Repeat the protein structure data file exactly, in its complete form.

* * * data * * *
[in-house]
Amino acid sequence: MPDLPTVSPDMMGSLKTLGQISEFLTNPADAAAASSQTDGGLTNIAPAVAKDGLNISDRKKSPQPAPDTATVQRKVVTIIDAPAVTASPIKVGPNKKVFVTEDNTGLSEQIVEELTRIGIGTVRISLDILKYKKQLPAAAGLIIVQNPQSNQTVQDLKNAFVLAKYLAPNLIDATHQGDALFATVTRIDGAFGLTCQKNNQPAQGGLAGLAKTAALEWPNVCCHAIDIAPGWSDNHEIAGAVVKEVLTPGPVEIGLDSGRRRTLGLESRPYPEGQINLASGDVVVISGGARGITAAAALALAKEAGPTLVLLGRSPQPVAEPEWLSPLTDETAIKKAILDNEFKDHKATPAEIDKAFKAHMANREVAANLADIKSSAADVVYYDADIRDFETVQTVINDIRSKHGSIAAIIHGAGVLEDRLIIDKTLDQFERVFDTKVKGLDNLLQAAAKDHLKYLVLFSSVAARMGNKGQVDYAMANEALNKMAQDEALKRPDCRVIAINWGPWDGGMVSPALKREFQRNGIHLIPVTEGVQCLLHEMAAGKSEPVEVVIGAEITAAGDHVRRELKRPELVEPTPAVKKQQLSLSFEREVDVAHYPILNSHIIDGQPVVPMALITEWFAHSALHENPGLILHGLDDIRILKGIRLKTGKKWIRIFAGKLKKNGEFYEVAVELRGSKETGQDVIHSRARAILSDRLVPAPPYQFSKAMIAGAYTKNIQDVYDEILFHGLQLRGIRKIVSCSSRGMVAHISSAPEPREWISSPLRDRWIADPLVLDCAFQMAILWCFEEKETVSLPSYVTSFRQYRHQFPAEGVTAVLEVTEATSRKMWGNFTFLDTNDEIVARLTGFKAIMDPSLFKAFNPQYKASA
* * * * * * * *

[in-house]
Amino acid sequence: MPDLPTVSPDMMGSLKTLGQISEFLTNPADAAAASSQTDGGLTNIAPAVAKDGLNISDRKKSPQPAPDTATVQRKVVTIIDAPAVTASPIKVGPNKKVFVTEDNTGLSEQIVEELTRIGIGTVRISLDILKYKKQLPAAAGLIIVQNPQSNQTVQDLKNAFVLAKYLAPNLIDATHQGDALFATVTRIDGAFGLTCQKNNQPAQGGLAGLAKTAALEWPNVCCHAIDIAPGWSDNHEIAGAVVKEVLTPGPVEIGLDSGRRRTLGLESRPYPEGQINLASGDVVVISGGARGITAAAALALAKEAGPTLVLLGRSPQPVAEPEWLSPLTDETAIKKAILDNEFKDHKATPAEIDKAFKAHMANREVAANLADIKSSAADVVYYDADIRDFETVQTVINDIRSKHGSIAAIIHGAGVLEDRLIIDKTLDQFERVFDTKVKGLDNLLQAAAKDHLKYLVLFSSVAARMGNKGQVDYAMANEALNKMAQDEALKRPDCRVIAINWGPWDGGMVSPALKREFQRNGIHLIPVTEGVQCLLHEMAAGKSEPVEVVIGAEITAAGDHVRRELKRPELVEPTPAVKKQQLSLSFEREVDVAHYPILNSHIIDGQPVVPMALITEWFAHSALHENPGLILHGLDDIRILKGIRLKTGKKWIRIFAGKLKKNGEFYEVAVELRGSKETGQDVIHSRARAILSDRLVPAPPYQFSKAMIAGAYTKNIQDVYDEILFHGLQLRGIRKIVSCSSRGMVAHISSAPEPREWISSPLRDRWIADPLVLDCAFQMAILWCFEEKETVSLPSYVTSFRQYRHQFPAEGVTAVLEVTEATSRKMWGNFTFLDTNDEIVARLTGFKAIMDPSLFKAFNPQYKASA